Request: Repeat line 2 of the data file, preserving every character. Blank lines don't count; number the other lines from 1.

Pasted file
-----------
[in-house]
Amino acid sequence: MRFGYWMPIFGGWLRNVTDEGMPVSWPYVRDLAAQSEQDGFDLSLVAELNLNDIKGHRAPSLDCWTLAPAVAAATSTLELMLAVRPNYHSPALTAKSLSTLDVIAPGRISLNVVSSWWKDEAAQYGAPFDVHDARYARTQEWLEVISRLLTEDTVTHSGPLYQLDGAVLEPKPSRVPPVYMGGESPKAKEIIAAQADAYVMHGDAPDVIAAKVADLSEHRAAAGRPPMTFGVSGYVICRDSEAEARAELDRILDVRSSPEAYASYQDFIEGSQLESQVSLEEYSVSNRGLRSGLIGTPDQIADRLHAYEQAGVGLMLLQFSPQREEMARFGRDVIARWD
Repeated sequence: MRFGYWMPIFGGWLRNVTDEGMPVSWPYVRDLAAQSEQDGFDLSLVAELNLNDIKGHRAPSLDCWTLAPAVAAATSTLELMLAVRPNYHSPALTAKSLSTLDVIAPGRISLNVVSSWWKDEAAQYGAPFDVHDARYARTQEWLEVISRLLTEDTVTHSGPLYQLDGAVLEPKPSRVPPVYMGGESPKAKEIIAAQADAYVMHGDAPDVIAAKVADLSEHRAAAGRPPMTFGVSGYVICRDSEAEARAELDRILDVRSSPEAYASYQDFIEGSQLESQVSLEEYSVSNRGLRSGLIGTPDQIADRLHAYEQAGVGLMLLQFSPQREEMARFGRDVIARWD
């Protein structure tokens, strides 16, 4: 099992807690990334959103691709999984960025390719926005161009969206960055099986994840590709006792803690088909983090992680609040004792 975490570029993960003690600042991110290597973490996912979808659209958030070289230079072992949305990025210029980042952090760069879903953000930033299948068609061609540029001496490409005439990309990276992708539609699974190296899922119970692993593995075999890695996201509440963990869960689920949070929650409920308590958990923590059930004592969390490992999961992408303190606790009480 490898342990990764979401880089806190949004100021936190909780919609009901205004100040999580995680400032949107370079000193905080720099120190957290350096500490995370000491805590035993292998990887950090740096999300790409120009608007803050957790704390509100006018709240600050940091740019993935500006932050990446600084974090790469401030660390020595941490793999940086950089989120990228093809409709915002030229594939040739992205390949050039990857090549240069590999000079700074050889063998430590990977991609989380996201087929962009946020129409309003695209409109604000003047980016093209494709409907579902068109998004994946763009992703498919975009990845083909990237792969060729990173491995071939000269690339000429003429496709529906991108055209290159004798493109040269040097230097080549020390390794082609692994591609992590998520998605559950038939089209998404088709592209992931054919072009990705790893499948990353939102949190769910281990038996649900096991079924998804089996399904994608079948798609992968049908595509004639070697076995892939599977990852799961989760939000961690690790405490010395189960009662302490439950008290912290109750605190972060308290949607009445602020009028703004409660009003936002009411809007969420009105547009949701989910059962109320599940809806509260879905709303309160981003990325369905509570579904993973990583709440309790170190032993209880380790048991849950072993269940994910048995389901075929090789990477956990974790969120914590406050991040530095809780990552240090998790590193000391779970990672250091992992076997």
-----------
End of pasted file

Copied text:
Amino acid sequence: MRFGYWMPIFGGWLRNVTDEGMPVSWPYVRDLAAQSEQDGFDLSLVAELNLNDIKGHRAPSLDCWTLAPAVAAATSTLELMLAVRPNYHSPALTAKSLSTLDVIAPGRISLNVVSSWWKDEAAQYGAPFDVHDARYARTQEWLEVISRLLTEDTVTHSGPLYQLDGAVLEPKPSRVPPVYMGGESPKAKEIIAAQADAYVMHGDAPDVIAAKVADLSEHRAAAGRPPMTFGVSGYVICRDSEAEARAELDRILDVRSSPEAYASYQDFIEGSQLESQVSLEEYSVSNRGLRSGLIGTPDQIADRLHAYEQAGVGLMLLQFSPQREEMARFGRDVIARWD